A majority of fire departments call on neighboring communities to help them fight fires, most often because they need more firefighters. Another significant reason is for specialized equipment.
Those are among the findings of a survey of fire chiefs conducted by Opinion Research Corporation (ORC) of Princeton, N.J., and commissioned by ISO, which evaluates fire protection in more than 46,000 fire districts in the United States.
More than half the chiefs in the survey, 54 percent, said their departments always or almost always ask neighboring departments to respond to initial alarms for structure fires.
Among the chiefs who call on neighboring departments on the first alarm, 74 percent said their primary reason is the need for more responders, while 29 percent rated their need for specialized apparatus or equipment as very significant. Another factor cited as very significant by 25 percent of those chiefs is the fact that a neighboring fire station is closer to the response area than any station in their own district.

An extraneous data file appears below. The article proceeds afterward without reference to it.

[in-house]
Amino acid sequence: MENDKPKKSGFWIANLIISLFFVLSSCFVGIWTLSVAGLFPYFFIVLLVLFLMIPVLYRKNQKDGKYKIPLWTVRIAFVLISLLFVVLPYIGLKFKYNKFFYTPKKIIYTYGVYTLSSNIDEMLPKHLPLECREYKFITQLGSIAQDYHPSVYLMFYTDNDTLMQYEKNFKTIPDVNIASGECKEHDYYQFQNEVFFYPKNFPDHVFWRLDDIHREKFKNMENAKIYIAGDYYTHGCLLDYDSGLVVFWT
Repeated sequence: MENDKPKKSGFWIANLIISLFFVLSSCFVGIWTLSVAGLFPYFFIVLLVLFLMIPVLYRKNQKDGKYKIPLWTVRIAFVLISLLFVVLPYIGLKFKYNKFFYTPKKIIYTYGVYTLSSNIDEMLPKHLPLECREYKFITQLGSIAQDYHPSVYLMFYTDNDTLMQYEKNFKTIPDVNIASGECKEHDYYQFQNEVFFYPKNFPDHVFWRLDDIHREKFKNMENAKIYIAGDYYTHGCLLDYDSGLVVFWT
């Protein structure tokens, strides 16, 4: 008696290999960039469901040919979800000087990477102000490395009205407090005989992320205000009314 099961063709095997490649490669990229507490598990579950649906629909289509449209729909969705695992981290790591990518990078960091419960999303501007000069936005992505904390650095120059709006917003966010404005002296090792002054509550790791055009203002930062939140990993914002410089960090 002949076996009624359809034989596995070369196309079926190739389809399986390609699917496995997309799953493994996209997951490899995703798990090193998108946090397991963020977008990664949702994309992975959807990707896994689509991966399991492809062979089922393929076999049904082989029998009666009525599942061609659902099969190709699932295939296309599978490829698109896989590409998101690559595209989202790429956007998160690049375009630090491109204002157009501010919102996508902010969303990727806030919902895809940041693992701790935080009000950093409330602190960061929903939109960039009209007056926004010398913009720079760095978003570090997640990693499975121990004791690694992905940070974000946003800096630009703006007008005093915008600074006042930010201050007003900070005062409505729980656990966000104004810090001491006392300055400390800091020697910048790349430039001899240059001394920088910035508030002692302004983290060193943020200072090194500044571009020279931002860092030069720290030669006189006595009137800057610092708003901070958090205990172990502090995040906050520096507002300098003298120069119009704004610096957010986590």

The findings, according to ISO, are based on a random sample of 500 chiefs and other ranking fire department officials representing jurisdictions of all sizes across the country. The margin of error was put at plus or minus four percentage points.
“The survey helps ISO, along with property/casualty insurance companies and the firefighting community, gain further insights into key issues,” said Mike Waters, ISO’s vice president of risk decision services. “We hope the results of the study will highlight the critical challenges facing fire chiefs as they manage their limited resources.”
Nearly all of the chiefs who responded to the survey – 98 percent – indicated their departments have the capacity to communicate by radio directly with fire departments of neighboring communities, according to ISO. Most said they can also communicate directly with local emergency medical services – 95 percent – and local police – 84 percent.
“This positive finding shows that local interoperability, the ability to connect emergency responders, is on the rise,” said Robert W. Cobb, ISO’s director of community hazard mitigation.